Public Health denies project funds to historically-funded HIV organizations
Several HIV/AIDS networks whose projects were funded by the Public Health Agency of Canada have had their new applications rejected.
By Jackie Hong Staff Reporter
Oct. 10, 2016 - In a bid for new ways to address HIV/AIDS across the country, the Public Health Agency of Canada (PHAC) has denied or cut back project funding requests of several HIV/AIDS organizations historically supported by the federal government, leaving some worrying where they’ll find financial resources to keep operating.
Among those facing cuts is the Canadian Aboriginal AIDS Network (CAAN), which chief executive officer Ken Clement said had its $750,000 proposal cut down to $250,000 — a two-thirds reduction.
“We may have to close our doors. That is, I think, one of the realities right now,” Clement said on the phone from CAAN headquarters in Vancouver. “We've been given notice of a 70 per cent cut, so we don't know what we'll be able to do.”
CAAN is a not-for-profit coalition representing 26 member and associate member organizations that provides “leadership, support and advocacy” specifically tailored for indigenous Canadians with HIV/AIDS.
“I think there's absolutely panic and there's also anger, and there's also shock,” Clement said. “It's, in our view, against the principles of what (Minister of Health Jane Philpott's) been promoting and advocating in terms of supporting indigenous HIV across Canada.”
CAAN and several of its member organizations have sent letters to the prime minister and Philpott.
The Canadian AIDS Society , which represents 85 community-based organizations, also had the amount proposed in its LOI heavily reduced, executive director Gary Lacasse told the Star. He declined to comment further, saying CAS was consulting with its members.
According to PHAC spokesperson Eric Morrissette, the federal health agency received 224 project submissions following an open call for Letters of Intent (LOI), the first step for organizations seeking funding from PHAC's $26.4 million HIV and Hepatitis C Community Action Fund.
One hundred twenty-four organizations were invited to submit full project proposals, but another 42 are “not recommended for further consideration … some of whom have been funded by PHAC for more than 10 years,” Morrissette wrote in an email.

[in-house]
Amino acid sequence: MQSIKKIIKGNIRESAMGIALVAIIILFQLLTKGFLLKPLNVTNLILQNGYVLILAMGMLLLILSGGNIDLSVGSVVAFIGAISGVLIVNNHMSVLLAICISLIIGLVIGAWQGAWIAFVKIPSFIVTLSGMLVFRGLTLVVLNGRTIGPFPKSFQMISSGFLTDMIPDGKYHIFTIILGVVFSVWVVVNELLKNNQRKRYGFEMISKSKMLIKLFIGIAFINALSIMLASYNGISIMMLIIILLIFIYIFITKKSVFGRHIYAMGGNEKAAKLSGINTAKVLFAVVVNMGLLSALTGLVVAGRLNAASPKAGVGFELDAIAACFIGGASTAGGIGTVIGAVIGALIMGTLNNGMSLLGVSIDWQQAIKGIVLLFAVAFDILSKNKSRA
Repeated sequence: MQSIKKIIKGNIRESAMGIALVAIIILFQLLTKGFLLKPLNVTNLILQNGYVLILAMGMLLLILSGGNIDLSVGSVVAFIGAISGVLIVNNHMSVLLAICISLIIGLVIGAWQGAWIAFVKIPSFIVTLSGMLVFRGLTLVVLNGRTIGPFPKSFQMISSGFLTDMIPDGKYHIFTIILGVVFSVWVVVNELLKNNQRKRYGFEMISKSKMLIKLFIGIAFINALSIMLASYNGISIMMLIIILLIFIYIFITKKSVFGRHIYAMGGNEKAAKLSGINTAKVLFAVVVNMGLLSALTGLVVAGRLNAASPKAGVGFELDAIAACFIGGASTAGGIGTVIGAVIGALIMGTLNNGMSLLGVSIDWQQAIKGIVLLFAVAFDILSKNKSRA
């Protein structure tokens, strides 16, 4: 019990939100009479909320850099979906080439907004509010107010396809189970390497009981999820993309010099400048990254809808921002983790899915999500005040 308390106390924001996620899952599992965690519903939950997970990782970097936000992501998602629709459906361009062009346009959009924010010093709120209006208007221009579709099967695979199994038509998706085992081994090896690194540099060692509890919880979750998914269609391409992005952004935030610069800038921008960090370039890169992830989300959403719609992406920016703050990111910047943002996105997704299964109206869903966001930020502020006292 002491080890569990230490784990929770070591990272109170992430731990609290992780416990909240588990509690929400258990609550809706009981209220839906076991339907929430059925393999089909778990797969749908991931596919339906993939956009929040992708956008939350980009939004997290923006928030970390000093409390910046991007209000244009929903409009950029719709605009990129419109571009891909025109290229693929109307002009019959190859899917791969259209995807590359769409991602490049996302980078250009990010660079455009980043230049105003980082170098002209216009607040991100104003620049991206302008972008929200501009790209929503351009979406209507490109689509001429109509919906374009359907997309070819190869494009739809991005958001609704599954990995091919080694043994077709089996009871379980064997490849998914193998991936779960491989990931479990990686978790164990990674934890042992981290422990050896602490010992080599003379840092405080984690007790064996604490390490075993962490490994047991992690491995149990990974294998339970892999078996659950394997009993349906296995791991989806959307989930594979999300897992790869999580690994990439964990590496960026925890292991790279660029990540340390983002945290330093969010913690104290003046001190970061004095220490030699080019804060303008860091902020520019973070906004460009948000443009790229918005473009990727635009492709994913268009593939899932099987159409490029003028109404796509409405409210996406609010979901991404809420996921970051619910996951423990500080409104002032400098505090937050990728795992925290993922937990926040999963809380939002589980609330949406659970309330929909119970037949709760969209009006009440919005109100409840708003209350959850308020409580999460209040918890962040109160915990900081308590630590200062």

Chief Public Health Officer Dr. Gregory Taylor said PHAC is looking at new ways to approach HIV/AIDS and Hepatitis C and, based on consultations that started two years ago, identified new approaches for projects to focus on.
“It does not mean that the organizations we've worked with in the past are doing bad work. It means our priorities have changed,” Taylor said Thursday, acknowledging that “some of the organizations aren't real happy.”
The new priorities include a focus on indigenous populations — 24 indigenous organizations had their projects green-lit, up from 15 from the previous funding cycle — and geographic areas where blood-borne diseases are more prevalent.
The Canadian Treatment Action Council (CTAC), which focuses on access to treatment for people living with HIV as well as Hepatitis C, had its LOI rejected, confirmed spokesperson Terry Santoni.
CTAC has “some concerns in terms of the funding” but “will continue to do what we're doing and to push forward our good work,” Santoni said.
The organization is riding out the last six months of a three-year grant from a previous funding cycle and, in the meantime, will be “trying to diversify our funding stream and looking for opportunities to form new relationships and alliances.”
“We're quite hopefully that there are a lot of other opportunities and without having those constraints that we were subject to under the contribution agreements that we had,” Santoni added. “We might be able to advocate even further and stronger for the populations that we serve.”
PHAC will be reaching out to all organizations whose LOI's were rejected and “work with them to see if there's any that this maybe do an undue hardship,” Taylor said, explaining that $600,000 from the fund had been set aside and is “intended to fill any potential gaps.” This money could be used to assist networks or organizations who would have difficulty once their current funding ends on April 1, 2017, and PHAC is also looking into whether organizations could work with others who had their projects approved.
Taylor said he doesn't anticipate a gap in services to appear come the new fiscal year, when the old funding runs out and the new one kicks in.
“These new organizations . . . It isn't core funding, they're already in the business, this is project funding for them. They've been notified now and they'll have six months to ramp up,” he said. “So our hope is that there will be minimal disturbances in terms of the services to the populations.”
Source: Toronto Star
"Reproduced with permission - Torstar Syndication Services"
For more HIV and AIDS News visit...
Positively Positive - Living with HIV/AIDS: